Coda. Actually, to be precise, they're claiming that mobile broadband users accessing the net via laptops and netbooks will consume 1.8 exabytes of video. Per month.One exabyte is a billion gigabytes. It's one quintillion bytes. And yes, "quintillion" is a number so large, it almost seems made-up. But that's how much online video will be consumed by 2017, according to new reports from U.K.-based research firm
Mobile Broadband Video Forecast
In the company's latest report (sample) "Mobile Broadband Traffic Across Regions 2009-2017," they've determined that this increase will account for nearly three quarters of all global traffic via mobile broadband portables. The top region for video consumption will be Asia Pacific which will account for over half (53%) of the traffic. That will be followed by Europe (26%) and then North America (14%).
The reason why Asia Pacific comes in so high is because, in many countries, mobile broadband is often the sole option for internet connectivity. Another forecast states that two-thirds of the global traffic will be via LTE (Long Term Evolution), a 4G wireless technology, where Asia Pacific will consume just under half (45%) of LTE traffic. In Europe, 80% of traffic will be LTE-based and in North America, 75%.
It Will Get Worse Before it Gets Better
According to Steve Smith, founder of Coda Research Consultancy, "the sheer amount of traffic people will consume worldwide will put pressure on operator revenues and network capacity, necessitating radical efficiency drives." He also notes that, in the short term, end user frustration with bandwidth and speed will increase. To illustrate this point, he mentions that today as many as three-quarters of Europeans are dissatisfied with the speeds they currently receive. That's an interesting comment, especially considering all the grumbling we hear about AT&T in the U.S. and their general failure to deliver on the promise of high-speed internet for iPhone users. (In many urban areas, they can't even consistently deliver a signal!) Although this report didn't focus specifically on smartphones, it's somewhat comforting to know that overseas users are experiencing the same struggles as we do here in the U.S.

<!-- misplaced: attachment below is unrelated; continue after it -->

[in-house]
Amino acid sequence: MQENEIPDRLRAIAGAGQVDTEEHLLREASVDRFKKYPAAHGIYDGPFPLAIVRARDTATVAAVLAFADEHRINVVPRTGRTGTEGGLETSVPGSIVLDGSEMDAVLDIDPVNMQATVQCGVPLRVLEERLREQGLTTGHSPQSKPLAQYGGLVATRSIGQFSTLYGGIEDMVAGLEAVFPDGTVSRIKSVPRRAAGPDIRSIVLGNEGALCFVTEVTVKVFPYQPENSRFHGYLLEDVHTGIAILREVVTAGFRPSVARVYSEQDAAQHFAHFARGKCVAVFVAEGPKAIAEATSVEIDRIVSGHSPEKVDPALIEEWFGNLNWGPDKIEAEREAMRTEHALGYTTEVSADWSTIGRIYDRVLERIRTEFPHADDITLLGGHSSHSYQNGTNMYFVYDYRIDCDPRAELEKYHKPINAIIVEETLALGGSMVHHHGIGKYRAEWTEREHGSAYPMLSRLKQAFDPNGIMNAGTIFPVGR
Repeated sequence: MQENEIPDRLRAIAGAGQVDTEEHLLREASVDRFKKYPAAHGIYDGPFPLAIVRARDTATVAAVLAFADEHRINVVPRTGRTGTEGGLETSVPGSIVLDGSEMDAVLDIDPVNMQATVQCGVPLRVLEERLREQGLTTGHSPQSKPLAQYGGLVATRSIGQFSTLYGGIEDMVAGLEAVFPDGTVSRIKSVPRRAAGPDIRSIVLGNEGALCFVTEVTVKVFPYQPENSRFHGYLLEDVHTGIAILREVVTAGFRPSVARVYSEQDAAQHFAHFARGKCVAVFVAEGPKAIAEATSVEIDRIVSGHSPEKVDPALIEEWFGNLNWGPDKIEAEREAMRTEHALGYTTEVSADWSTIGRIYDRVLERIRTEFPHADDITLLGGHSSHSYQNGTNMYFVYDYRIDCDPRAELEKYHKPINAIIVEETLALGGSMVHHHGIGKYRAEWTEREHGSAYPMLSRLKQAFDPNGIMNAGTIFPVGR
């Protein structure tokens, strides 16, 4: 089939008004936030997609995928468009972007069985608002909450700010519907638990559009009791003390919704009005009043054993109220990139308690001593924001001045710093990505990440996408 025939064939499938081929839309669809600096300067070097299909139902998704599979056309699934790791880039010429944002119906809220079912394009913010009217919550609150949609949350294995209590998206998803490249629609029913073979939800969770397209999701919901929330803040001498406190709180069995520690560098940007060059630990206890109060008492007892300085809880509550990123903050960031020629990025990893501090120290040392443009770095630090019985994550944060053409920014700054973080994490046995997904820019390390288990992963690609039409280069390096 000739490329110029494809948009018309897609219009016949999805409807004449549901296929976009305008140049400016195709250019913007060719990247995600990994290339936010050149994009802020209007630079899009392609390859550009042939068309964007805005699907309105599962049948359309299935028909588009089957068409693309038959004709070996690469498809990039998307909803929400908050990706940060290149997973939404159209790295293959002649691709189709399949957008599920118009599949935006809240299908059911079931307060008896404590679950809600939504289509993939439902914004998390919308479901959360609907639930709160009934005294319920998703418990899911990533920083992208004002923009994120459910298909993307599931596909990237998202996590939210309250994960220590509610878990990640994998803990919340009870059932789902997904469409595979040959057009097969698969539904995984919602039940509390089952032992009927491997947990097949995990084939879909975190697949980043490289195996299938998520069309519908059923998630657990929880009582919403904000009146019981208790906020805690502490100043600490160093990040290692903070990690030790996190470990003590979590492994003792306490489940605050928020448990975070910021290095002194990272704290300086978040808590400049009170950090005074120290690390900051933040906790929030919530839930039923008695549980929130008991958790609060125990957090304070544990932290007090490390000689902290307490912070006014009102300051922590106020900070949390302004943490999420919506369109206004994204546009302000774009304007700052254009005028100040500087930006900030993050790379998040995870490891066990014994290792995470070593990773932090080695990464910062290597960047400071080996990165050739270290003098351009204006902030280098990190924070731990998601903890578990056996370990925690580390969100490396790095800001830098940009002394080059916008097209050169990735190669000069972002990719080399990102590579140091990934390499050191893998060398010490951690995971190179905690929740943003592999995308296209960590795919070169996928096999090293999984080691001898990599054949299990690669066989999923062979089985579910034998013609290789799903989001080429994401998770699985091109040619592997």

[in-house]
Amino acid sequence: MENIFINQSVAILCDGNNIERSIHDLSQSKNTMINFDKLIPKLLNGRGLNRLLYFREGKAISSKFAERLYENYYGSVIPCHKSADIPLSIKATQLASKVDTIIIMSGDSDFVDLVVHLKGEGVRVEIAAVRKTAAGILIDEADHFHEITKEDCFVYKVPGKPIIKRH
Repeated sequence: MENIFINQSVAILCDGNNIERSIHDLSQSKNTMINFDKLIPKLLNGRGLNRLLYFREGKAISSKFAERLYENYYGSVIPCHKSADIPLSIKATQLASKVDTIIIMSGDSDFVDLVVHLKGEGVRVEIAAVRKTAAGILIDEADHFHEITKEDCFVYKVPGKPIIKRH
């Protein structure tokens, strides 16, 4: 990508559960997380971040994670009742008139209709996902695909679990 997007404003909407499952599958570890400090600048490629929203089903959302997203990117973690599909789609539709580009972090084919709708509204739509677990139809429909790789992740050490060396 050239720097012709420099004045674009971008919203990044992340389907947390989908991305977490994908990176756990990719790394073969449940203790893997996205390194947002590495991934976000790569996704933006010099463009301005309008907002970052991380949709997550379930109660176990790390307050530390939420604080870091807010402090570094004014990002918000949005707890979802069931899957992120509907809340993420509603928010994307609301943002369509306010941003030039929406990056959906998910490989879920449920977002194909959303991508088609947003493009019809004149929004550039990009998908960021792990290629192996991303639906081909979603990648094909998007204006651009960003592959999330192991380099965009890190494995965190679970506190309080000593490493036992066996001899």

However, once mobile broadband operators complete their build-outs and upgrades to this high-speed data network of the future, the resulting impact it will have on the internet as a whole will be mind-blowing. One could even argue that bandwidth speeds have accounted for many of the major revolutions the internet has seen over time - since the invention of the hypertext protocol and the web browser, that is.
The Next Revolution for the Net: Extremely Fast, Lots of Bandwidth
animated GIF. As bandwidth and speeds increased, pages became more robust, too. This change led to sites like Amazon and eBay, both of which launched in 1995, allowing people to shop from home using their PCs. By 2001, the usefulness of the net encouraged enough people to come online to make sites like the crowd-sourced Wikipedia possible. By 2003, the still-increasing speeds meant users could now download music from the newly launched iTunes store, customize (and overload!) their online profiles on MySpace, and play in online virtual worlds like Second Life. The following year, online photo-sharing prepared to go mainstream thanks to the launch of Flickr. Facebook, too, launched this year and eventually became the largest photo-sharing site in the world only three years later when they announced how they hosted over 10 billion photos on their site.In the early days, slow dial-up speeds left us with simplistic, HTML-coded web pages where the most action to be had was an
Also in 2005, the abundance of high-speed data connections made video-sharing site YouTube a hit among a new generation of user-generated content producers. By 2007, broadcasters banded together to launch Hulu, a video-streaming site for commercial content in an effort to compete with pirated peer-to-peer downloads as well as iTunes, which by now was serving up TV shows and full-length movies. In Europe, the BBC iPlayer was doing much of the same. In 2008, the launch of the 3G iPhone brought the high-speed internet to the handheld and revolutionized the mobile phone industry. This year, the handset's hardware was upgraded to record video, too.
As you can see, many of these changes were either directly or indirectly impacted by the increasing speeds and bandwidth provided by both mobile operators and ISPs. But currently, it's the mobile broadband networks which are having more of an impact on the latest trends. Even with all their struggles (cough AT&T cough), without the bandwidth provided, phones like the iPhone wouldn't even be possible and the smartphone revolution wouldn't be underway as it is now.
So what will the world look like by 2017? It's almost hard to imagine. But the promise of 4G could deliver things like live streaming HDTV, real-time updates from a variety of services, video chat, abundant use of MiFi, mobile cloud computing, streaming via iTunes instead of downloading (we like that!), and much more. In other words, the high-speed net that you use at home could go with you everywhere via your netbook, tablet, smartphone, or some other device in between. What will that mean for the world of online applications and cloud computing? Only that the next big shift for the internet as a whole is underway and we're privileged to be watching it happen now.